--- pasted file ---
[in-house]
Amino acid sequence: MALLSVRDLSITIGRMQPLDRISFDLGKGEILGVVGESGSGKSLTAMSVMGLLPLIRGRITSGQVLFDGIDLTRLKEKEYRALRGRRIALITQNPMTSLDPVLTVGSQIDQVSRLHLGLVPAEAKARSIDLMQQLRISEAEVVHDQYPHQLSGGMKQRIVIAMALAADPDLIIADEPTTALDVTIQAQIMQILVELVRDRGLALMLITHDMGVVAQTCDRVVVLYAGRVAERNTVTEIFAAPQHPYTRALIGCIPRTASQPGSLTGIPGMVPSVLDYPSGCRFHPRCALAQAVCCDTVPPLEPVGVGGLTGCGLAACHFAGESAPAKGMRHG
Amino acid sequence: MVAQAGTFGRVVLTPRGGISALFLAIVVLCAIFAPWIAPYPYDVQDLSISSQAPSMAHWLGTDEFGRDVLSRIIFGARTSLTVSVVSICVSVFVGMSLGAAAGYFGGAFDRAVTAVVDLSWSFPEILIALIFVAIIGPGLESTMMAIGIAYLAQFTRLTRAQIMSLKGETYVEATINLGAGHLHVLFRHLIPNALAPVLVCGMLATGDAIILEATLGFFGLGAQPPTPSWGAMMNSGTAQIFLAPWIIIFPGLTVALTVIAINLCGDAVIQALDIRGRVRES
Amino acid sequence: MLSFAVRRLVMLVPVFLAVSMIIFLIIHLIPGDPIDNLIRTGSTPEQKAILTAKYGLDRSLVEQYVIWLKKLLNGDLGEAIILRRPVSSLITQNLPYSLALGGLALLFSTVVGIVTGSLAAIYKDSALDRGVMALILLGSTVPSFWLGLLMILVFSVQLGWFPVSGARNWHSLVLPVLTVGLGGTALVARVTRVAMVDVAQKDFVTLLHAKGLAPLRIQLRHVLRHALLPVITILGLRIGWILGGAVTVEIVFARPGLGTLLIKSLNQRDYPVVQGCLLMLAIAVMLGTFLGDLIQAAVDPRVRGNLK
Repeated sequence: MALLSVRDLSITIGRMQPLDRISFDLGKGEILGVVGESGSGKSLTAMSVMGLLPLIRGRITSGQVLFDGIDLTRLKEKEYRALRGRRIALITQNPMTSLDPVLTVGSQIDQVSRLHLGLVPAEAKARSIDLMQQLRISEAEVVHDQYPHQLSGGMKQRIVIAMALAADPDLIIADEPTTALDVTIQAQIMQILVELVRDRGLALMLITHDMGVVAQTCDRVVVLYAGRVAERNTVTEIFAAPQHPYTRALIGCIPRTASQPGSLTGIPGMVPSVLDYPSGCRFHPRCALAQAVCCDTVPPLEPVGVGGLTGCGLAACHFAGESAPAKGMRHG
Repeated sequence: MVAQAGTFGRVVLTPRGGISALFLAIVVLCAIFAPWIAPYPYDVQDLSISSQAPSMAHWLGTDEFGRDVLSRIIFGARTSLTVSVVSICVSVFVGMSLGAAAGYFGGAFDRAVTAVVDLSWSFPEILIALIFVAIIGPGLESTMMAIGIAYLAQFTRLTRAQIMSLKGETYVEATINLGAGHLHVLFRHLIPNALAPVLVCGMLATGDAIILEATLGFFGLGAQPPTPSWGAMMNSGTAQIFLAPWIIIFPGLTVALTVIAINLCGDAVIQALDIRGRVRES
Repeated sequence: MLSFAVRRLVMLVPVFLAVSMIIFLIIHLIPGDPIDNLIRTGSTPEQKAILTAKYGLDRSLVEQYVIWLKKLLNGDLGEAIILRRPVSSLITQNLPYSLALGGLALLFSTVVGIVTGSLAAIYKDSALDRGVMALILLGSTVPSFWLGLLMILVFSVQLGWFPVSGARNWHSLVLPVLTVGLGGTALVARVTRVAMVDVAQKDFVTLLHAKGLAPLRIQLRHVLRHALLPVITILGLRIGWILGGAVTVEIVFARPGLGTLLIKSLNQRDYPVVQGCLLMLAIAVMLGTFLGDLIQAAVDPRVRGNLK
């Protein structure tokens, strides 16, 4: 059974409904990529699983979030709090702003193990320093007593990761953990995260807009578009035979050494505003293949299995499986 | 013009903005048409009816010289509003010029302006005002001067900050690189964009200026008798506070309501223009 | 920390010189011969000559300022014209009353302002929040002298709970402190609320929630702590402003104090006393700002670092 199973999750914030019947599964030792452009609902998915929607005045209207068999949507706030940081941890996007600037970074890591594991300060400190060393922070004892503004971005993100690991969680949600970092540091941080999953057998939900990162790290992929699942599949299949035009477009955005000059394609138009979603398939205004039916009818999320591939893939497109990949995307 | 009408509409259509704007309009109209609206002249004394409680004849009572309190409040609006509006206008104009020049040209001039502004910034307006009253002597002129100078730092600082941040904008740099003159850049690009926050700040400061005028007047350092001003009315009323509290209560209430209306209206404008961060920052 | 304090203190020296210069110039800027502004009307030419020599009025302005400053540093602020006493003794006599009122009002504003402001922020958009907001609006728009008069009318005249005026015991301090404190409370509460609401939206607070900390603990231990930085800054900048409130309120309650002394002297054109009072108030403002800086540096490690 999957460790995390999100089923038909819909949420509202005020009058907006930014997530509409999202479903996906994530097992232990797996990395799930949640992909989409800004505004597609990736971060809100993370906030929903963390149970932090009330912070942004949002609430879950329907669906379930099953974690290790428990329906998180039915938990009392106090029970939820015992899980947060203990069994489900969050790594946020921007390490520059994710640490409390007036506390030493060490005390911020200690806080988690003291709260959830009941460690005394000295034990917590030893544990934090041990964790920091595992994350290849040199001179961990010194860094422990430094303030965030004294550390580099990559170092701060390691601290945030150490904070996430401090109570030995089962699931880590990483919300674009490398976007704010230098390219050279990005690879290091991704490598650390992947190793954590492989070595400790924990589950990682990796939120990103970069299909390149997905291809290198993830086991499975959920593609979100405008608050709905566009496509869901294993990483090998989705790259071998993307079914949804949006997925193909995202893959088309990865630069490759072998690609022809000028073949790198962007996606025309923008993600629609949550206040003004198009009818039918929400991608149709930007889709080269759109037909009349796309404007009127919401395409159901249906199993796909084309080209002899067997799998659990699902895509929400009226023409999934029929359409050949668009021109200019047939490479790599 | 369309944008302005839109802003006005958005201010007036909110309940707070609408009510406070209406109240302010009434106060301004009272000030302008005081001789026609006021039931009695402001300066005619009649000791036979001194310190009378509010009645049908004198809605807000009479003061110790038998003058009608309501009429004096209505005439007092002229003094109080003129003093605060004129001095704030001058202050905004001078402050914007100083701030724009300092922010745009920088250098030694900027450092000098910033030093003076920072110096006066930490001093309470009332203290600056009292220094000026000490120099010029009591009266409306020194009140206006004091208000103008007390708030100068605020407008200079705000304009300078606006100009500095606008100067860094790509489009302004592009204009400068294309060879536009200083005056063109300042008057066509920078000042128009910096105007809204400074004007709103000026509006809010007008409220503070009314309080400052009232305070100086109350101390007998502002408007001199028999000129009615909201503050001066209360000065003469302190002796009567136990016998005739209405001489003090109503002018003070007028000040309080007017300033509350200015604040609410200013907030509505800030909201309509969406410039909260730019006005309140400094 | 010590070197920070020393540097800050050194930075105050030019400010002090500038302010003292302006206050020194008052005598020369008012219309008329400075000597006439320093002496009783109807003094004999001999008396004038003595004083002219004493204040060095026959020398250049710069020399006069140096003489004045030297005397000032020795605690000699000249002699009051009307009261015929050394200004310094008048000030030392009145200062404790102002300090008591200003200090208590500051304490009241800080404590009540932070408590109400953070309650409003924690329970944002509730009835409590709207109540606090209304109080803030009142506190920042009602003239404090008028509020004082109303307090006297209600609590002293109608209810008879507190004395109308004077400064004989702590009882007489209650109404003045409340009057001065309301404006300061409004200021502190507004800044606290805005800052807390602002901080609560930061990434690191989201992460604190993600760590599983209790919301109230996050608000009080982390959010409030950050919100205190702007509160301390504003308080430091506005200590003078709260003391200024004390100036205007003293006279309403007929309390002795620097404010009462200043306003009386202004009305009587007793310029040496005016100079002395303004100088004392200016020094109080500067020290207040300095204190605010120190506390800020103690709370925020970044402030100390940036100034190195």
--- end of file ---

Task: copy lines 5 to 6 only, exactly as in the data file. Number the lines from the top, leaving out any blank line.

Repeated sequence: MALLSVRDLSITIGRMQPLDRISFDLGKGEILGVVGESGSGKSLTAMSVMGLLPLIRGRITSGQVLFDGIDLTRLKEKEYRALRGRRIALITQNPMTSLDPVLTVGSQIDQVSRLHLGLVPAEAKARSIDLMQQLRISEAEVVHDQYPHQLSGGMKQRIVIAMALAADPDLIIADEPTTALDVTIQAQIMQILVELVRDRGLALMLITHDMGVVAQTCDRVVVLYAGRVAERNTVTEIFAAPQHPYTRALIGCIPRTASQPGSLTGIPGMVPSVLDYPSGCRFHPRCALAQAVCCDTVPPLEPVGVGGLTGCGLAACHFAGESAPAKGMRHG
Repeated sequence: MVAQAGTFGRVVLTPRGGISALFLAIVVLCAIFAPWIAPYPYDVQDLSISSQAPSMAHWLGTDEFGRDVLSRIIFGARTSLTVSVVSICVSVFVGMSLGAAAGYFGGAFDRAVTAVVDLSWSFPEILIALIFVAIIGPGLESTMMAIGIAYLAQFTRLTRAQIMSLKGETYVEATINLGAGHLHVLFRHLIPNALAPVLVCGMLATGDAIILEATLGFFGLGAQPPTPSWGAMMNSGTAQIFLAPWIIIFPGLTVALTVIAINLCGDAVIQALDIRGRVRES